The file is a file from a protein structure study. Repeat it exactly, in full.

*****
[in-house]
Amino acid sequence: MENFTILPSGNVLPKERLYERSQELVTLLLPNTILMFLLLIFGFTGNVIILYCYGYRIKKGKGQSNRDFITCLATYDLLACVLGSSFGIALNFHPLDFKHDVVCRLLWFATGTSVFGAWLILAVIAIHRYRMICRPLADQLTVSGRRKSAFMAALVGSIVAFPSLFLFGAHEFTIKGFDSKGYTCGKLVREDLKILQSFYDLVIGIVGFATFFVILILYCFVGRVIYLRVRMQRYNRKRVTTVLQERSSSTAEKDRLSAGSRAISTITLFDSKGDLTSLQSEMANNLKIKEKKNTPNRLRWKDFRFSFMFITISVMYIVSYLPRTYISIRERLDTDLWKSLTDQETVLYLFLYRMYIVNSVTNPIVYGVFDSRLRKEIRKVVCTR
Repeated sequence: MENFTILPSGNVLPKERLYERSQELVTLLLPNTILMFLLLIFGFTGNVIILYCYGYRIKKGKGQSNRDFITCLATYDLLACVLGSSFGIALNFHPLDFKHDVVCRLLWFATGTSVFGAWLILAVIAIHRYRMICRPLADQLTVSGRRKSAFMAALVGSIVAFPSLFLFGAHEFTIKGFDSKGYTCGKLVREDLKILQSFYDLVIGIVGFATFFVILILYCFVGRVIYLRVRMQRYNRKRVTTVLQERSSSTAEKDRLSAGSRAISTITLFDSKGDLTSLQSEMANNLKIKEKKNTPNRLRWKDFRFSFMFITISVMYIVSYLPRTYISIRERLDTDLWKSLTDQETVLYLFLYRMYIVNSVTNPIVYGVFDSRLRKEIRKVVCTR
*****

[in-house]
Amino acid sequence: MENFTILPSGNVLPKERLYERSQELVTLLLPNTILMFLLLIFGFTGNVIILYCYGYRIKKGKGQSNRDFITCLATYDLLACVLGSSFGIALNFHPLDFKHDVVCRLLWFATGTSVFGAWLILAVIAIHRYRMICRPLADQLTVSGRRKSAFMAALVGSIVAFPSLFLFGAHEFTIKGFDSKGYTCGKLVREDLKILQSFYDLVIGIVGFATFFVILILYCFVGRVIYLRVRMQRYNRKRVTTVLQERSSSTAEKDRLSAGSRAISTITLFDSKGDLTSLQSEMANNLKIKEKKNTPNRLRWKDFRFSFMFITISVMYIVSYLPRTYISIRERLDTDLWKSLTDQETVLYLFLYRMYIVNSVTNPIVYGVFDSRLRKEIRKVVCTR
Repeated sequence: MENFTILPSGNVLPKERLYERSQELVTLLLPNTILMFLLLIFGFTGNVIILYCYGYRIKKGKGQSNRDFITCLATYDLLACVLGSSFGIALNFHPLDFKHDVVCRLLWFATGTSVFGAWLILAVIAIHRYRMICRPLADQLTVSGRRKSAFMAALVGSIVAFPSLFLFGAHEFTIKGFDSKGYTCGKLVREDLKILQSFYDLVIGIVGFATFFVILILYCFVGRVIYLRVRMQRYNRKRVTTVLQERSSSTAEKDRLSAGSRAISTITLFDSKGDLTSLQSEMANNLKIKEKKNTPNRLRWKDFRFSFMFITISVMYIVSYLPRTYISIRERLDTDLWKSLTDQETVLYLFLYRMYIVNSVTNPIVYGVFDSRLRKEIRKVVCTR